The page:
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Europe’s Two Futures

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PARIS – Once again, Europe seems to have reached a fork in the road. In one direction lies the future as described by pessimists, who argue that rising populist movements and the plunge of the euro are evidence of the continent’s coming slide into geopolitical and economic oblivion. In the other direction lies a steep upward path to Europe’s integration and reemergence as a global power – the course, optimists say, that the continent will take as it wakes up and recognizes that it must have the capacity to weather the harshest storms.

There is no telling which future will be realized. Is Europe “a grandmother, no longer fertile and vibrant,” as Pope Francis put it when he addressed the European Parliament last November? Or is it a phoenix, about to rise (yet again) from its ashes? The outcome depends, of course, on how Europeans respond to their current travails. And as they contemplate their choices, they would be wise to consider how the continent is perceived from the outside.

For starters, it is important to acknowledge that the outlook looks bleak. Seventy years after the liberation of Auschwitz, Jews are still being attacked and murdered in European cities. More than 50 years after the end of the Algerian War, European Muslims face more discrimination than ever. With Russian-backed separatists – and maybe even Russian troops – battling government forces in Ukraine, the specter of war is once again stalking the continent. And the election of a leftist government in Greece has raised the question of whether introducing the euro was a good idea.

On the other hand, Europe has faced worse – much worse – and emerged stronger than ever. After the first half of the twentieth century – the bloodiest period of human history – the continent’s leaders returned from the battlefield to lay the foundations of lasting European peace. Europe may never regain its standing as the center of the world, but it can continue to be both an important actor and an attractive model for others.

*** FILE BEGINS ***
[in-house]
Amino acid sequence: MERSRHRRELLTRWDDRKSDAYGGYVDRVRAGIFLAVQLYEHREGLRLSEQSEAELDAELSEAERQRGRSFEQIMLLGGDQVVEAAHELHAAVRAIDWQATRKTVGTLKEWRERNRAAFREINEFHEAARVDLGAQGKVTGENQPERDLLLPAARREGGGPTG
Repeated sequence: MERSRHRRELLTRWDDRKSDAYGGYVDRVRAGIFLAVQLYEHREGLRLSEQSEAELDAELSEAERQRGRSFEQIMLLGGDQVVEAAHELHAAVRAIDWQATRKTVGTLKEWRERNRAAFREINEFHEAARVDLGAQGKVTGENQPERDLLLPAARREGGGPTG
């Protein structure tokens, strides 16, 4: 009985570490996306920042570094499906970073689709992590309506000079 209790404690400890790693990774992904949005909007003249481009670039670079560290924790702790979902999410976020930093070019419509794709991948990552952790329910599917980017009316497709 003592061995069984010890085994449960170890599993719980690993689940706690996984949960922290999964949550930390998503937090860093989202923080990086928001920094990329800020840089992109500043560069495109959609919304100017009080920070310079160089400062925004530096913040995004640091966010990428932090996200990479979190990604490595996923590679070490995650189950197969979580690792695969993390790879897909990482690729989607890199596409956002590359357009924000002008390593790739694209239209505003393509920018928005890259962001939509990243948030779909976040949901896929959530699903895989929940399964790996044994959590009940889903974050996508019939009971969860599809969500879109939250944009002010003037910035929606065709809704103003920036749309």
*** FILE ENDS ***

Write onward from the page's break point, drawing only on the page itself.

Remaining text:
Indeed, with the benefit of distance, a broader picture emerges. Seen from China, Europe is first and foremost an attractive investment opportunity; and the euro’s spectacular fall now makes it a particularly tempting one. The continent may not be the island of stability it once was – Russian President Vladimir Putin and a few thousand European jihadists have seen to that. But the risks it faces are mild when compared with the chronic instability and acute threats facing much of the rest of the world.

Europe’s bloodstained history also provides a useful warning for China and the rest of Asia, and can serve as an example for overcoming the region’s long-standing animosities. Though tensions between China and its neighbors over territorial claims in the East and South China Seas have receded somewhat in recent months, the prospect of worsening Sino-Japanese relations, in particular, remains worrisome. Reconciliation along the Franco-German model may not yet be in the cards, but the two Asian powers would be well advised to learn from Europe’s experience.

The view from the United States is completely different. From the American perspective, Europe is less a model than a historical relic. The continent’s national characteristics have returned to the fore: Germany with its economic power, France with its terrorists, Greece with its leftists, and so forth.

From the perspective of the poorest parts of the world, Europe represents the weakest link in the coalition fighting radical Islam, a battle that is taking its highest toll – despite the impression created by Western media coverage – primarily in the Middle East, South Asia, and Africa. For many of those fleeing the conflicts in these regions, Europe is also the Promised Land – the object of the hopes and dreams of those risking their lives to reach the prosperous side of the Mediterranean Sea.

In the end, how Europeans view themselves will determine their collective fate. If they do not seize this decisive moment to define themselves – by beginning to institute the difficult reforms their countries so desperately need, for example – they risk ending up on a path they never intended to take.

Dominique Moisi, a professor at L’Institut d’études politiques de Paris (Sciences Po), is Senior Adviser at the French Institute for International Affairs (IFRI) and a visiting professor at King’s College London.

Copyright: Project Syndicate, 2015.
www.project-syndicate.org

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